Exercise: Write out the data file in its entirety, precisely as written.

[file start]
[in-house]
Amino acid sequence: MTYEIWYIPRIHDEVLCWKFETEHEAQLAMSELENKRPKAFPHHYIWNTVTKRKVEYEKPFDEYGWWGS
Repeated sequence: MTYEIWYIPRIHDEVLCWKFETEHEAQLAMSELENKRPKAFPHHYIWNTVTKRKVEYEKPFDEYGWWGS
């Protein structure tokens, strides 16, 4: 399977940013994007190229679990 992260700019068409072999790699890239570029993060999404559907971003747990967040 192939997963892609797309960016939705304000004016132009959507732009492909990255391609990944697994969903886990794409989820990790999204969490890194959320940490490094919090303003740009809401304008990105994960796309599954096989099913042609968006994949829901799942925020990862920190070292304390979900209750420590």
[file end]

[in-house]
Amino acid sequence: MTYEIWYIPRIHDEVLCWKFETEHEAQLAMSELENKRPKAFPHHYIWNTVTKRKVEYEKPFDEYGWWGS
Repeated sequence: MTYEIWYIPRIHDEVLCWKFETEHEAQLAMSELENKRPKAFPHHYIWNTVTKRKVEYEKPFDEYGWWGS
């Protein structure tokens, strides 16, 4: 399977940013994007190229679990 992260700019068409072999790699890239570029993060999404559907971003747990967040 192939997963892609797309960016939705304000004016132009959507732009492909990255391609990944697994969903886990794409989820990790999204969490890194959320940490490094919090303003740009809401304008990105994960796309599954096989099913042609968006994949829901799942925020990862920190070292304390979900209750420590």